Several politicians of the Democratic Party are bullying toward critical elections in 2022 and have turned on the fundraising machines. Whirring printers spit out copious mail advertisements, social media announcements blanket known Democratic sympathizer pages, and even roadside and city billboards are blaring the most contentious of partisan issues this season: The filibuster. And the amount of money pouring into campaign coffers is making opponents somewhat nervous.
Representative Val Demings (D-FL) is campaigning for Senator Marco Rubio’s (R-FL) seat on the Hill. In late June, she hammered the filibuster to supporters, and for the second-quarter financial report, Demings had raised a cool $4.6 million. Meanwhile, with the retirement of Sen. Rob Portman (R-OH), the declared Democrat candidate to fill the seat, Rep. Tim Ryan (D-OH), blasted Facebook ads saying he was “p-ssed” and “We Must Get Rid Of The Senate Filibuster.” Though Ryan was vehemently opposed to purging the filibuster when he was a part of the minority a few short years ago, he raked in $2.3 million of filibuster-hater cash – nearly doubling the amount raised in the first quarter of 2021.
Also throwing up ads to fire up the party base is Pennsylvania Lt. Gov. John Fetterman – same story, different politician. He also chose Facebook as his platform and brought to his U.S. Senate race around $6.5 million. What better time to make a profit and have the Biden Administration vanity press buy into the plan, whacking two birds with one big, timely, controversial rock. Politicians, regardless of party affiliation, are well-known opportunists.
But, Still …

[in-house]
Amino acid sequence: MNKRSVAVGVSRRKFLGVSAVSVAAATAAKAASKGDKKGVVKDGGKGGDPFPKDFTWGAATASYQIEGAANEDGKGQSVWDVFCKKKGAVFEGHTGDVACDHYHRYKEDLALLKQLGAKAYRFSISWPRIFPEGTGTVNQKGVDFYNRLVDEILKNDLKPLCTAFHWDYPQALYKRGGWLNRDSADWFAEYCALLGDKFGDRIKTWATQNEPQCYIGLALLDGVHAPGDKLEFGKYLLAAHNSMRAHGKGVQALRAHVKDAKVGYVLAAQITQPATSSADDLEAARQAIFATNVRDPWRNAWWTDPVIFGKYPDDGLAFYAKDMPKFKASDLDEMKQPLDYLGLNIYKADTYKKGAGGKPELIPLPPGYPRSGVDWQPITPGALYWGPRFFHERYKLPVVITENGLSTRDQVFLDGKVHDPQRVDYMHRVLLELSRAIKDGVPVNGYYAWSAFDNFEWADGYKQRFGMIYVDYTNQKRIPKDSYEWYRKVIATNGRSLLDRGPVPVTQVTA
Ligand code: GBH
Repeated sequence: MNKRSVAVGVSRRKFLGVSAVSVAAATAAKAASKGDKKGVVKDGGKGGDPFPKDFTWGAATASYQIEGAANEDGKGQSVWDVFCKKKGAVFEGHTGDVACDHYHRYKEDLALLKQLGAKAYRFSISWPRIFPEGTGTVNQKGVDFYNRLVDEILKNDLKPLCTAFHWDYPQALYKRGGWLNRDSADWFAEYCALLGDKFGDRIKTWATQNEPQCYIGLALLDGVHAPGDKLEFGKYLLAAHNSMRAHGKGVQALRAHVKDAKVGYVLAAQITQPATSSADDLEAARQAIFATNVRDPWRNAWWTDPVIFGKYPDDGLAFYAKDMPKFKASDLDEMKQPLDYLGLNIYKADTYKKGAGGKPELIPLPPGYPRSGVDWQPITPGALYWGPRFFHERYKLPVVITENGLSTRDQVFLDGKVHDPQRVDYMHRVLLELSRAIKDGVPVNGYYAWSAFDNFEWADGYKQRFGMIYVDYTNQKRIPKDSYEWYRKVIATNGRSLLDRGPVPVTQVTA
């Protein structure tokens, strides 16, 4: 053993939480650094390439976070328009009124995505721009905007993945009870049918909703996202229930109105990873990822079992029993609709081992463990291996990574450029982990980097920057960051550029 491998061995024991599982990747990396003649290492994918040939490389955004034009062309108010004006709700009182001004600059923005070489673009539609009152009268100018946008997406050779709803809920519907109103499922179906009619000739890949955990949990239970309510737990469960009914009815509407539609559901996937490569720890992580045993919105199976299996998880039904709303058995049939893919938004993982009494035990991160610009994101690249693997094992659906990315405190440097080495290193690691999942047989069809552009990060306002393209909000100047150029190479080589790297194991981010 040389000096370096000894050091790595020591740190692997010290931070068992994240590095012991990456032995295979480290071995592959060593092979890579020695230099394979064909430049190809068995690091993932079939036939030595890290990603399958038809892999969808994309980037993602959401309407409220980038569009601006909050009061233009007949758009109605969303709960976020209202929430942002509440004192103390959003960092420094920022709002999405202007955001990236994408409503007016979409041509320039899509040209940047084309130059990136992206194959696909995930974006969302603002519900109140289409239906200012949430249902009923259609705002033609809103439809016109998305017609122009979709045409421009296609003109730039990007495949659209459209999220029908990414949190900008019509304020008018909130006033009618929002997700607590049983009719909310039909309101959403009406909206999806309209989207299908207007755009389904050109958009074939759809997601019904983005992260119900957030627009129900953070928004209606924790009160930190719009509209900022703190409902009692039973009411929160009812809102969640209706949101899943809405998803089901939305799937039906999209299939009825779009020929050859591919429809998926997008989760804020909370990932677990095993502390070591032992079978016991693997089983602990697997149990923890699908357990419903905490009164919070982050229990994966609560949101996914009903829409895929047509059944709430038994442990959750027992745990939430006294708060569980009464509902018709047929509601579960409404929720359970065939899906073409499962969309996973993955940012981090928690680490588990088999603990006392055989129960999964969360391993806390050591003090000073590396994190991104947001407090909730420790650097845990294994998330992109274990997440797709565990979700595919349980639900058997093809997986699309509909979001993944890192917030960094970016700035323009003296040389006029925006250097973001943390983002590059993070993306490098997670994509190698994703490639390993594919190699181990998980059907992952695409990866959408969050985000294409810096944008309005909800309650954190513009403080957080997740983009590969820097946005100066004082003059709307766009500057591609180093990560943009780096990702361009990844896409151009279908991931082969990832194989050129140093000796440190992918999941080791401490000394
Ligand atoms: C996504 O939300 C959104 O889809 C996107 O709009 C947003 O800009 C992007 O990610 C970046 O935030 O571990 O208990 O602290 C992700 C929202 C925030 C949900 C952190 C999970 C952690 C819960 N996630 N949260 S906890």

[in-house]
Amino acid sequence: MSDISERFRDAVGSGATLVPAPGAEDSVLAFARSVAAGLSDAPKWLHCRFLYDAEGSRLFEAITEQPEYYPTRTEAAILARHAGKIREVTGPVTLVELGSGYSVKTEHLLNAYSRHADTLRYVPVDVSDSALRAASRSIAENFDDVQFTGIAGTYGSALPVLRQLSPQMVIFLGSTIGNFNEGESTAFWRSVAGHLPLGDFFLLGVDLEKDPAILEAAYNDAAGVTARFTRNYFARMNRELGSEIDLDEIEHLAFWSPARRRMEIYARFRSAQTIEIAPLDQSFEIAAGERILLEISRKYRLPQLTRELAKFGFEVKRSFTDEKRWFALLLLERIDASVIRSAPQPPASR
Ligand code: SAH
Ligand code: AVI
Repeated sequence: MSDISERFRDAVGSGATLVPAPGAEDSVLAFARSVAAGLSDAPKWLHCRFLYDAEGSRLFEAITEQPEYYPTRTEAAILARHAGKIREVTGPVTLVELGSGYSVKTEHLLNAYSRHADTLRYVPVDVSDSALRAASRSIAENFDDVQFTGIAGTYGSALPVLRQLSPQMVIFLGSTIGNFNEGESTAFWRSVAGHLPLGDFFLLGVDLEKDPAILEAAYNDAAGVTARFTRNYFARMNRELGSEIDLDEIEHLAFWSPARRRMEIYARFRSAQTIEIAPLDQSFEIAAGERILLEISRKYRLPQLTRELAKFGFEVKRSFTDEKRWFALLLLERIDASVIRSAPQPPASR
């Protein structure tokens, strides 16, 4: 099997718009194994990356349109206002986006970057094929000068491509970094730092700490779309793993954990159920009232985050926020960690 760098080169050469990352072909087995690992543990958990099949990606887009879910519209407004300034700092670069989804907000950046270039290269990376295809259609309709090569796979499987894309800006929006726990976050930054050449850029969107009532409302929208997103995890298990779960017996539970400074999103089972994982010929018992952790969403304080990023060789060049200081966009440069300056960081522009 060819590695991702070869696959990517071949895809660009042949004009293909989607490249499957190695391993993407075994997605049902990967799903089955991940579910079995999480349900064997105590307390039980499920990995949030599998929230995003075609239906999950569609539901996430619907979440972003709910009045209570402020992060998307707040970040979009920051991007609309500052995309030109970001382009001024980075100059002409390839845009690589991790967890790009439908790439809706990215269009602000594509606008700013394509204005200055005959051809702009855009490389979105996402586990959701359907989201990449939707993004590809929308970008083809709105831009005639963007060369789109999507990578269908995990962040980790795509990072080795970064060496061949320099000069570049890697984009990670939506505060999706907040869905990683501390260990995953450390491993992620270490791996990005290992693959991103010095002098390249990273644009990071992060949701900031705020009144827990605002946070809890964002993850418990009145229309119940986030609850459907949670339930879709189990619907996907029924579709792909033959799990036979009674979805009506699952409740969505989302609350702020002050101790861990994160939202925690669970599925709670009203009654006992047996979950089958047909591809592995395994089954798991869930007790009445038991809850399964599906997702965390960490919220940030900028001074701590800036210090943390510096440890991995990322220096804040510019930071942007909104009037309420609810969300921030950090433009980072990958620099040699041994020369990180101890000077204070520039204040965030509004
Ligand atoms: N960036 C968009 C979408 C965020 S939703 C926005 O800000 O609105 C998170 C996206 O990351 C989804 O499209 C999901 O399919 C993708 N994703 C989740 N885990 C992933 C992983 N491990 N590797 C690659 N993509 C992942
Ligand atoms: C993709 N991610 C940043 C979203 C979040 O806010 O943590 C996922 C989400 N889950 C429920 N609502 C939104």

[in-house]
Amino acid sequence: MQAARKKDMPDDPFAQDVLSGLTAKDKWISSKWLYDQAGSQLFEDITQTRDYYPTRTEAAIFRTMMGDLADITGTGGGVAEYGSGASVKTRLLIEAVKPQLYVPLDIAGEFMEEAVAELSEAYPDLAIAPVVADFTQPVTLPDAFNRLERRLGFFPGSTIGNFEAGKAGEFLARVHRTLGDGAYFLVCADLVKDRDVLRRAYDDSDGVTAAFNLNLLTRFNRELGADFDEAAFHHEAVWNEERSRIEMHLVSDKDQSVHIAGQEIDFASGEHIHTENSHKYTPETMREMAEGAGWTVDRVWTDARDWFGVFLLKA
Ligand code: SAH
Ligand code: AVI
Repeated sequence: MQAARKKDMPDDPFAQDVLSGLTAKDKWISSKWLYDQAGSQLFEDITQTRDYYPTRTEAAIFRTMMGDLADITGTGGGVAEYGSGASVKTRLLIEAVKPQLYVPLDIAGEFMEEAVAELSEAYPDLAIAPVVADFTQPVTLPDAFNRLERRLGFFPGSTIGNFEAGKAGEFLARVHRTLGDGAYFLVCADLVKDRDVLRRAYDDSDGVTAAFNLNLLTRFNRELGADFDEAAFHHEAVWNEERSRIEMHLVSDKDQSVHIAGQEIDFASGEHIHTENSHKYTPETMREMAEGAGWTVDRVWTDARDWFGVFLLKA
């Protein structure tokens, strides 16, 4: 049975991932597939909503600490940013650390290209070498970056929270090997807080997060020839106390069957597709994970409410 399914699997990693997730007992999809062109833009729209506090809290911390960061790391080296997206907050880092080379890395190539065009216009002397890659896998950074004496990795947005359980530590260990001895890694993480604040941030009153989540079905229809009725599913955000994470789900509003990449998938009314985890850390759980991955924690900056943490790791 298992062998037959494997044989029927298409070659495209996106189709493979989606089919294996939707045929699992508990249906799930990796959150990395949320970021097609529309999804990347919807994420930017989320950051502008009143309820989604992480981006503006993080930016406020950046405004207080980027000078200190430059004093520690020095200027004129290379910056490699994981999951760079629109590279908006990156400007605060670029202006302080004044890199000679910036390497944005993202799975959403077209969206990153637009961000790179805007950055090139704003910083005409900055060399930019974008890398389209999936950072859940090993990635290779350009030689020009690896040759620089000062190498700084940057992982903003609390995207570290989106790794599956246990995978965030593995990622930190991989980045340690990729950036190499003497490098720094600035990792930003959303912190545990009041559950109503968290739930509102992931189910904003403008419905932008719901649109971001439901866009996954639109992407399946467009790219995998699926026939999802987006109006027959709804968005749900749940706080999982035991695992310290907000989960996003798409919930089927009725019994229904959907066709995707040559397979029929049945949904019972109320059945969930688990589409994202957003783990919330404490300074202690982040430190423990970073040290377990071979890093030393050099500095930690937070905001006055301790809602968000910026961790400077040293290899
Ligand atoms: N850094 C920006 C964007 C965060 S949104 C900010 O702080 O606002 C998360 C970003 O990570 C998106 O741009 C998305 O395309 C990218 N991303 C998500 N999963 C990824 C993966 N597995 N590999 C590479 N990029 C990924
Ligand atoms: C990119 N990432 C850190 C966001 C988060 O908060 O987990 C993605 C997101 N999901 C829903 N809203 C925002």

Democrats need a minimum of 51 senators – or 50 with Vice President Kamala Harris to break the tie – to agree that the filibuster needs to go. Currently, the upper chamber is a partisan traffic jam, and the likelihood that any Republicans would cross the aisle and vote to end their only leverage in the otherwise Democrat-ruled federal government is somewhat less likely than Earth changing its orbit. To make matters worse for the Democrats, there are even a few on their own team who refuse to play ball.
Senator Kyrsten Sinema (D-AZ) proves that the real maverick in Arizona was not the late Sen. McCain. Since sliding into the position, Sinema has refused to leave her marbles and perhaps morals in the hands of the dress-alike gang congressional Dems. Instead, she applauded former President Trump during one of his State of The Union speeches – gasp. Sinema also said recently on the subject at hand:
“To those who want to eliminate the legislative filibuster to pass the For the People Act (voting-rights legislation I support and have co-sponsored), I would ask: Would it be good for our country if we did, only to see that legislation rescinded a few years from now and replaced by a nationwide voter-ID law or restrictions on voting by mail in federal elections, over the objections of the minority?”
Sen. Joe Manchin (D-WV) agrees and has indicated his own vote on ending the filibuster is a firm “no” in less strident prose. So that’s another two much-needed votes that are steadfastly sucking up swamp water. The filibuster is a partisan logjam – one among many. Yet such an incendiary issue must bring something to the table for proponents of eliminating the rule – or not. Republican strategist Ryan Williams recently laid out the impending Democrat debacle on Fox News:
“These Democrats are competing for seats that are currently held by Republicans, and in order to win support, they’re going to have to look like bipartisan consensus builders. By campaigning against the filibuster, they’re dropping any pretense of bipartisanship and looking like rigid partisans who will have difficulty attracting the independent votes they need to win.”
Democrats seem to be better at overlooking campaign promises not met – or even attempted. American politics has changed dramatically since President H.W. Bush said, “Read my lips – no new taxes.” And H.W. was president no more. So perhaps this message of “scrap that filibuster” will encourage the party’s base to show up in droves. Only time will tell if Democrats actually care about the filibuster when it comes to their turn in the minority.
Read more from Sarah Cowgill.